For the past several years, I have focused on watercolor painting, but I began my journey as an oil painter, and one of my goals for 2021 is to begin oil painting again.
Watercolor is a fragile painting medium. If you work the painting too much, your color gets dirty, and because I really like to get physical when I paint, watercolor is difficult for me.
But oil is different. A painter can be almost as physical as he wants to be in oil painting, and in some oil paintings, the physicality of the painter becomes a stylistic statement. In my painting, I like to be daring, and in oil, I can be more daring. When a painter paints in a daring, slap-dash way, he is said to have painted with bravura.
Closeup of Jacki Kellum Oil Painting
Pink Roses in Blue Delft Vase – Jacki Kellum Oil Painting
When an artist paints with bravura, his brushstrokes have an energy all their own, and segments of a painting can be enjoyed simply because of the way that they are painted, irrespective of the subject matter of the painting.
When an artist paints with bravura, his paintings are said to be painterly.
Although the paintings of John Singer Sargent are realistic, there are passages within his oil paintings that reflect a great deal of bravura.
John Singer Sargent – Detail of a Portrait
John Singer Sargent was one of the most famous portrait painters in history. He was commissioned to paint many famous and wealthy people; therefore, he did have an ability to capture a likeness. Yet, he did not press all of the energy from his work to do so. In the above painting, look at Sargent’s brush strokes in painting the girl’s pinafore.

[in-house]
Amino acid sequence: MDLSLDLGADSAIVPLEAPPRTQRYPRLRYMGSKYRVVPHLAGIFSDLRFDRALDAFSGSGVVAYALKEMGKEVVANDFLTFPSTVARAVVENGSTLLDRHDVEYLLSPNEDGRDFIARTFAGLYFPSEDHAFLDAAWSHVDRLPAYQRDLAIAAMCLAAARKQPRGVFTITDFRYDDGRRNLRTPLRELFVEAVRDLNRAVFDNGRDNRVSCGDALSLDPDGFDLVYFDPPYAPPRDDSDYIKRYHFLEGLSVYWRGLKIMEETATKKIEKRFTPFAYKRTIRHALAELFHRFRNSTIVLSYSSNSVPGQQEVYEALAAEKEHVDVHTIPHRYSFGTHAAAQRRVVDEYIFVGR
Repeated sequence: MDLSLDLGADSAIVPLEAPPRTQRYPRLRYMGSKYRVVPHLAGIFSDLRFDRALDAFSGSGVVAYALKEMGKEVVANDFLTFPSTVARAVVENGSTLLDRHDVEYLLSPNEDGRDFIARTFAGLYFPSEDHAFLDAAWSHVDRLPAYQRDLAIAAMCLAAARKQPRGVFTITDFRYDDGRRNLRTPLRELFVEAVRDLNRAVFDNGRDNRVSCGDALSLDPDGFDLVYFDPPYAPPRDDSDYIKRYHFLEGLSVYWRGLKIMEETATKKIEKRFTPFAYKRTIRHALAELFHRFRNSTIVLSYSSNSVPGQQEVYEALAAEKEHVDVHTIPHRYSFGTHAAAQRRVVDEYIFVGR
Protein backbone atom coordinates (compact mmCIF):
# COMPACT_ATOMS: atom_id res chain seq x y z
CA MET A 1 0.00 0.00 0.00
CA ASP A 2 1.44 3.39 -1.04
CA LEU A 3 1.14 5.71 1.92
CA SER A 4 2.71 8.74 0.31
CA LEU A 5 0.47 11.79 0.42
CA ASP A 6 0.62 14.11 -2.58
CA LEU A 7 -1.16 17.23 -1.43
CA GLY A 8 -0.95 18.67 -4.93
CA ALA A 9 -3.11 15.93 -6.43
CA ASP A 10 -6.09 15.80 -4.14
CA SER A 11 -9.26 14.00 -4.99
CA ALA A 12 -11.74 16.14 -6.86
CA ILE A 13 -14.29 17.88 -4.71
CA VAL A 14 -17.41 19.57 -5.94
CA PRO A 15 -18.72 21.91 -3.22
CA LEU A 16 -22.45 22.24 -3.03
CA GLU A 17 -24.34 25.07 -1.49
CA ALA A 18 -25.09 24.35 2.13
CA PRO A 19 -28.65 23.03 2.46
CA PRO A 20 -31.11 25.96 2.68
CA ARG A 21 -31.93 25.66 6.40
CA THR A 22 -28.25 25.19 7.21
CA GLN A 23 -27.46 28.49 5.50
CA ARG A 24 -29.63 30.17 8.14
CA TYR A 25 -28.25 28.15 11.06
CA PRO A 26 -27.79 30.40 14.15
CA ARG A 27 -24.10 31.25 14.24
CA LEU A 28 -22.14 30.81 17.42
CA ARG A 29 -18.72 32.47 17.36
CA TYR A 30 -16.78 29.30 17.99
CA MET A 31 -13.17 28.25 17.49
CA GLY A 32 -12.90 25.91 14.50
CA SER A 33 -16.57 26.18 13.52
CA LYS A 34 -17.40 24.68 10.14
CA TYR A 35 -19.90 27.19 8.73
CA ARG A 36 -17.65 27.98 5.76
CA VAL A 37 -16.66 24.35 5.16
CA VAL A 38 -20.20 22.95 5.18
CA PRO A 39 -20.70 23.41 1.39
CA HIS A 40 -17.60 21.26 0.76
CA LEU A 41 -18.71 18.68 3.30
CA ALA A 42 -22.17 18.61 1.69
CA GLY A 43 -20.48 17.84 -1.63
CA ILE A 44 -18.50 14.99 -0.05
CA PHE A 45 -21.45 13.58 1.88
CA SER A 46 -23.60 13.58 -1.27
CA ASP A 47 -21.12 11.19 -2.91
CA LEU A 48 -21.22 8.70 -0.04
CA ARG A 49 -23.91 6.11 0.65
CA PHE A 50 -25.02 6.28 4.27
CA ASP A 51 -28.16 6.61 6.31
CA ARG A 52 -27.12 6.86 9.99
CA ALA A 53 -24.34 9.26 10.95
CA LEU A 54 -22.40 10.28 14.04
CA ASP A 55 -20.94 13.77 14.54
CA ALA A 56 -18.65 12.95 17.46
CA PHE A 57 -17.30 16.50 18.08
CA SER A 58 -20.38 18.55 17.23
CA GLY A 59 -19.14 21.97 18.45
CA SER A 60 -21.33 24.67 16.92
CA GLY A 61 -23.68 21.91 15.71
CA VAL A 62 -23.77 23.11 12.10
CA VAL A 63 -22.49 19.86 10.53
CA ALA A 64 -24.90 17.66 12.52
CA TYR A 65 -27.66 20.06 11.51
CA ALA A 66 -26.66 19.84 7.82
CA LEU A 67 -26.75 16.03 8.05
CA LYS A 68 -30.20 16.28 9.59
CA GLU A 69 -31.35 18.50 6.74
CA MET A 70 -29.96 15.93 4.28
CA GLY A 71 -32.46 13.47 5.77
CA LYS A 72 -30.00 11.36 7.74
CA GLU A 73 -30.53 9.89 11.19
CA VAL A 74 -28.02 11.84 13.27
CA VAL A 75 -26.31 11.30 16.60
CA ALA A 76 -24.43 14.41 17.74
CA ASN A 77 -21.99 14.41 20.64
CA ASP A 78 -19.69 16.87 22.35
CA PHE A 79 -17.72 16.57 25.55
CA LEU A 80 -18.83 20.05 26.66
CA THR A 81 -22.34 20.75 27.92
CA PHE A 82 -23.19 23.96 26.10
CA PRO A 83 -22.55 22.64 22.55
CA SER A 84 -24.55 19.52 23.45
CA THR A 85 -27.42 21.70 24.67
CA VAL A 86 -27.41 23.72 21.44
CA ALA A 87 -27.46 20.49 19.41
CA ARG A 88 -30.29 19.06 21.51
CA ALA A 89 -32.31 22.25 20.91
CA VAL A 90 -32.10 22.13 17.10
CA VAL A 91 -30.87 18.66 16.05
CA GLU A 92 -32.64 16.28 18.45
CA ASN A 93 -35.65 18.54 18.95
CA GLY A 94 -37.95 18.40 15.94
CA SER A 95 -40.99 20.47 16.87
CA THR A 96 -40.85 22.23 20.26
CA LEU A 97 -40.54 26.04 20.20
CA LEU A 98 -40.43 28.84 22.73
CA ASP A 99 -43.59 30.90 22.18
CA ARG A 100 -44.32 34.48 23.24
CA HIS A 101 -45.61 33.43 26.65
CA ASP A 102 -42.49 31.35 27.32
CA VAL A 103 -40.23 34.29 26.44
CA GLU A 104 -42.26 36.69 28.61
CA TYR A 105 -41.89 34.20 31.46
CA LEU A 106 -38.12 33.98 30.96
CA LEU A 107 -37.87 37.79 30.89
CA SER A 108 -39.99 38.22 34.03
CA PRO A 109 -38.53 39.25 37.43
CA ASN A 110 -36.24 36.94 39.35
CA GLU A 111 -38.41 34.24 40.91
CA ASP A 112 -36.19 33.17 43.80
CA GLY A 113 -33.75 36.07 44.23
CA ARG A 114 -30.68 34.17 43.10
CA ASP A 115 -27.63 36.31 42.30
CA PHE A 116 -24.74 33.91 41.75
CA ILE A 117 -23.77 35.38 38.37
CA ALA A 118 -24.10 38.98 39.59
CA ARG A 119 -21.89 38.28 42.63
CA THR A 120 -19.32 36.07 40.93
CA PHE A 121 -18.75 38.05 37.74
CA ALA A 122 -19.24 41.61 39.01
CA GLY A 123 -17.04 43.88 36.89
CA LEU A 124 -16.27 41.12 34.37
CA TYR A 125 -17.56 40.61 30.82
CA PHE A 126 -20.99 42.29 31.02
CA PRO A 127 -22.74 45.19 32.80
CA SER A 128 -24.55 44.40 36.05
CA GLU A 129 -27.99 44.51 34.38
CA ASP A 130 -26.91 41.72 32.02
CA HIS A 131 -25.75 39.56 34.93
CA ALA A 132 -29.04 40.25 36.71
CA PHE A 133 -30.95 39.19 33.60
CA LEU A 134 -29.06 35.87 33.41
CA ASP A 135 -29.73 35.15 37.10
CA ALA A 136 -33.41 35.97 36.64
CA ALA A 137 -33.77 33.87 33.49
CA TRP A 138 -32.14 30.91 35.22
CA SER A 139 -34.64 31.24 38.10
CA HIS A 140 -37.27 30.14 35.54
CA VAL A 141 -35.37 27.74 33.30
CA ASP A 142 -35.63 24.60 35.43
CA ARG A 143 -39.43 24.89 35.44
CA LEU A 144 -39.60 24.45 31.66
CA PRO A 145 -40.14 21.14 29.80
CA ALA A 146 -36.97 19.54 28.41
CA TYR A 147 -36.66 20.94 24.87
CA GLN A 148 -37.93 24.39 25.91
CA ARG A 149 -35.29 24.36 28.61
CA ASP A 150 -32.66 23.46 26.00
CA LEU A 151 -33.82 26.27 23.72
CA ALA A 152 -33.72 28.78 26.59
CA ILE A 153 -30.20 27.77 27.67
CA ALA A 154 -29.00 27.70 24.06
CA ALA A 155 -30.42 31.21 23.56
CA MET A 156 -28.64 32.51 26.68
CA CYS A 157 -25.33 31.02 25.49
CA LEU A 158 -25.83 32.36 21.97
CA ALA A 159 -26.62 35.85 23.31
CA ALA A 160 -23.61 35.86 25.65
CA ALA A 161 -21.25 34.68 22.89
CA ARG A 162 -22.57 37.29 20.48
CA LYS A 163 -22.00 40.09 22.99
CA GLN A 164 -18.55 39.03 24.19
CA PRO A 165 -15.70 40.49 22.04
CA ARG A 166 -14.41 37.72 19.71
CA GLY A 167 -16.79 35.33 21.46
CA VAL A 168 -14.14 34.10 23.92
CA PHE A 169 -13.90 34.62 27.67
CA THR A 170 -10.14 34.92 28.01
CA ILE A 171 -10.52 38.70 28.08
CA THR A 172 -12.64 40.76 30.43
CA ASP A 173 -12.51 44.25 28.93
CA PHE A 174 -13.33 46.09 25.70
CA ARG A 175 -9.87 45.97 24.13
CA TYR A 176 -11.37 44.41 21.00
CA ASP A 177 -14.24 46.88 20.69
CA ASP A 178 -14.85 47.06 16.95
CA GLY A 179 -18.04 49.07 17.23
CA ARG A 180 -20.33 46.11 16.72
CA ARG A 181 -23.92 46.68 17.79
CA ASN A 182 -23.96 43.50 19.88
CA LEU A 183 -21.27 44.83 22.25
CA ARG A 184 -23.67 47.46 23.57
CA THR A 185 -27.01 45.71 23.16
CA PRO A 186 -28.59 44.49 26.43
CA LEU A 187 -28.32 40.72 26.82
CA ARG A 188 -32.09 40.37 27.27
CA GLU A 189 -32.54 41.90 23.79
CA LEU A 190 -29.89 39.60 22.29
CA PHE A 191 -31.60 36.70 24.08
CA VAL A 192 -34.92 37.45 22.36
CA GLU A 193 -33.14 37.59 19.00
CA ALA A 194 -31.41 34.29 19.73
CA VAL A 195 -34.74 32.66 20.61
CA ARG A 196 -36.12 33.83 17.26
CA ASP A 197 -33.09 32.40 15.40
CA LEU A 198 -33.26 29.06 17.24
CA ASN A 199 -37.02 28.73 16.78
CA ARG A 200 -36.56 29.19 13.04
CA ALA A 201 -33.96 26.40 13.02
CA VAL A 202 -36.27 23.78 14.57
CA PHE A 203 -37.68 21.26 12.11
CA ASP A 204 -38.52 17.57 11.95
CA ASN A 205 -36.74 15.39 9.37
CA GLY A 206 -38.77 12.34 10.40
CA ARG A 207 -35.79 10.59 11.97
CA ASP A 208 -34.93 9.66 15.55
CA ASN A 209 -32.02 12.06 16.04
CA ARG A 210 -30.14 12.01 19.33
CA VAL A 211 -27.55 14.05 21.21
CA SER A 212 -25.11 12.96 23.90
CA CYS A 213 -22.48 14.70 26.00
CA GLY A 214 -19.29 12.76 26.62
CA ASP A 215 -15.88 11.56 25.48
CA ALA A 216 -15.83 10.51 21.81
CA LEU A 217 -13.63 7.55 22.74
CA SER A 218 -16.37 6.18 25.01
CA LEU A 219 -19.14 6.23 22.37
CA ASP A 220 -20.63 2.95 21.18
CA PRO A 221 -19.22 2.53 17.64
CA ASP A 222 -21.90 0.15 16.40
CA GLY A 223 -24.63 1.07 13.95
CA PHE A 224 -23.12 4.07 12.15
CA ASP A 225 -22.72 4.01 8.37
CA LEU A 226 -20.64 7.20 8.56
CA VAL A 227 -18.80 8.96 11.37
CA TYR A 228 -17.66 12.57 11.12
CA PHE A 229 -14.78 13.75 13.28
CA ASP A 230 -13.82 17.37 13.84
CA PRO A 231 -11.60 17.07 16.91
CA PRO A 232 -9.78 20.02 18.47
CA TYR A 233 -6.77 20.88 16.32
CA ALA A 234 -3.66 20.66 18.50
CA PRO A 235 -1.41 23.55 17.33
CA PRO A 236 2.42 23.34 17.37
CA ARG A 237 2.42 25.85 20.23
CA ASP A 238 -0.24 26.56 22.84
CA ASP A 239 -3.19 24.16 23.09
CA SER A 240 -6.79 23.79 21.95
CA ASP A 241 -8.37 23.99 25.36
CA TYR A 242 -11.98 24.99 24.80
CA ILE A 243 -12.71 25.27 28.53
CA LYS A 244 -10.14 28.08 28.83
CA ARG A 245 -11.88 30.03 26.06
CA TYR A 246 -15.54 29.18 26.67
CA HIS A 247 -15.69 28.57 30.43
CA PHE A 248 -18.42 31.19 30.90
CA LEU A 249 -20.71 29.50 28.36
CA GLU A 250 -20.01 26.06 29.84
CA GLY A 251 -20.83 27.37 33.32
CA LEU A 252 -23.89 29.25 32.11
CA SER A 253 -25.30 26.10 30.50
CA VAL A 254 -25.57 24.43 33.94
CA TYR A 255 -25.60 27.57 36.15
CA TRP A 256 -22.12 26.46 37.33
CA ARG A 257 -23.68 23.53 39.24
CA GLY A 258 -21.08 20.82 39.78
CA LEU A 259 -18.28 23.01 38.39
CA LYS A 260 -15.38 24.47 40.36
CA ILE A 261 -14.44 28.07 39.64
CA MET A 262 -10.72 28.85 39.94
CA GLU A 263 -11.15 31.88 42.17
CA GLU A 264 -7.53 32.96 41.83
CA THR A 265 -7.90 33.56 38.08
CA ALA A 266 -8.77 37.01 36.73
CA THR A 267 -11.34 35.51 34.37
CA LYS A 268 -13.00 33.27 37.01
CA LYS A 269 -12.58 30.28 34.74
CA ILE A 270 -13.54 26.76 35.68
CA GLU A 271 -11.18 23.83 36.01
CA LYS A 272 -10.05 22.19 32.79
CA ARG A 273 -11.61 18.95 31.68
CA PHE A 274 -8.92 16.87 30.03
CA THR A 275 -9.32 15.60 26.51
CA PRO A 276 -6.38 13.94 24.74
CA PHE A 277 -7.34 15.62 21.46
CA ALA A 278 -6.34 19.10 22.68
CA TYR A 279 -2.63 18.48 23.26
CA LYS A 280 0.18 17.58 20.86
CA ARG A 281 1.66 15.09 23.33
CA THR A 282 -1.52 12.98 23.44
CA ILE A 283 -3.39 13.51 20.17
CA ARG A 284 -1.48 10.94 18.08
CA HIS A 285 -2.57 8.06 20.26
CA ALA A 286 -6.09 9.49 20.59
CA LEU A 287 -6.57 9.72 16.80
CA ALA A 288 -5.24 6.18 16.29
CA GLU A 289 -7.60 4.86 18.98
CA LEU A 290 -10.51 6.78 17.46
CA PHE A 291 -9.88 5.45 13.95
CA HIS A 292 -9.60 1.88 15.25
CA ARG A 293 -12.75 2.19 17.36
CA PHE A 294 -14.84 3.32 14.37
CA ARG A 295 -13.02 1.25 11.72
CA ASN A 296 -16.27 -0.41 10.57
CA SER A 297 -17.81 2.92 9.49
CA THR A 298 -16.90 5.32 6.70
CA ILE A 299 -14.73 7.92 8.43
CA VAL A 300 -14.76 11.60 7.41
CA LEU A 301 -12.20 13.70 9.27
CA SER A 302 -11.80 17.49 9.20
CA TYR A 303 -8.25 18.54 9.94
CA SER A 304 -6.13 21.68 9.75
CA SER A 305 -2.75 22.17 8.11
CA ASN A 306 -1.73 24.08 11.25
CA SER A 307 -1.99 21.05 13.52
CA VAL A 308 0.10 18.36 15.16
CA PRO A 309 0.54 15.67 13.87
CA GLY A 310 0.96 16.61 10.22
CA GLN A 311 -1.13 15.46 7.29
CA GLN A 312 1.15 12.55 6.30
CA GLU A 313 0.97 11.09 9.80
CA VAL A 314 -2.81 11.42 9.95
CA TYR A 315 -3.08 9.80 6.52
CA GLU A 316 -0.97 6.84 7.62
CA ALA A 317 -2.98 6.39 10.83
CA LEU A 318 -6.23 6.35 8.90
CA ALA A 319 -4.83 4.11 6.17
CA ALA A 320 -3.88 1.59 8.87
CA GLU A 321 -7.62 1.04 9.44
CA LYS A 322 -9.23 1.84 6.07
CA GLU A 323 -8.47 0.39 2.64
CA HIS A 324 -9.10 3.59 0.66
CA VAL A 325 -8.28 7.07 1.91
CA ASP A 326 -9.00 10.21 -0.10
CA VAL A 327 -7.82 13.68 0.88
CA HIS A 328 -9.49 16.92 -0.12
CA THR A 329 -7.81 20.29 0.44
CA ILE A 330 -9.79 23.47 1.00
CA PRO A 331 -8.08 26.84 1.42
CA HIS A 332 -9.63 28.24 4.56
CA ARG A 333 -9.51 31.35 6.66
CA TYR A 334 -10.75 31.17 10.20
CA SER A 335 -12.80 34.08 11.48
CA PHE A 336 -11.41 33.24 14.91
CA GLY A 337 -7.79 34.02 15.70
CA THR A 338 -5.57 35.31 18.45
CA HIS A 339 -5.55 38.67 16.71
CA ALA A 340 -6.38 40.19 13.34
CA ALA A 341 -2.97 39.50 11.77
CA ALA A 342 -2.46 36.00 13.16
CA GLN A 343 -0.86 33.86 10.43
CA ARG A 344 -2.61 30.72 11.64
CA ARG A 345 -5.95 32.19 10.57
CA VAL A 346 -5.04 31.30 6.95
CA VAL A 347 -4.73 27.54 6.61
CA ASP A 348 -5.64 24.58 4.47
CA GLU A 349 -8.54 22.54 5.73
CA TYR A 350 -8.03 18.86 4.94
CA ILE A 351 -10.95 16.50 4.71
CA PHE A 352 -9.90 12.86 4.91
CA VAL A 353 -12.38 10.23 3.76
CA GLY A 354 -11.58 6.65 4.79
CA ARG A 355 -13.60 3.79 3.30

John Singer Sargent – Daughters of Edward Darley Boit, 1882
When viewed from a distance, the viewer’s eyes pull the strokes together, but upon closer observation, one becomes aware of Sargent’s energy and his absolute joy in painting. Sargent’s work is alive. From a distance, we can see that the youngest daughter is holding her doll, but up close, there appears to be no doll at all. The youngest child is actually just holding slashes of paint.
Here is another portrait by John Singer Sargent. Notice how the stripes of white dance across the page. Contrast the slabs of color in the hair to the softness of the girl’s face. Sargent painted with bravura only where he could do so and not sacrifice the delicacy that was needed in other spots.
John Singer Sargent – Carnation, Lily, Lily, Rose
Detail – Essence of a Lily
Compare how few strokes it took for Sargent to capture the essence of a lily. This is an example of capturing an impression of something, as opposed to painting it in perfect realism. In other words, this is an example of impressionism, which is one of my favorite eras of art.
Detail – Essence of Roses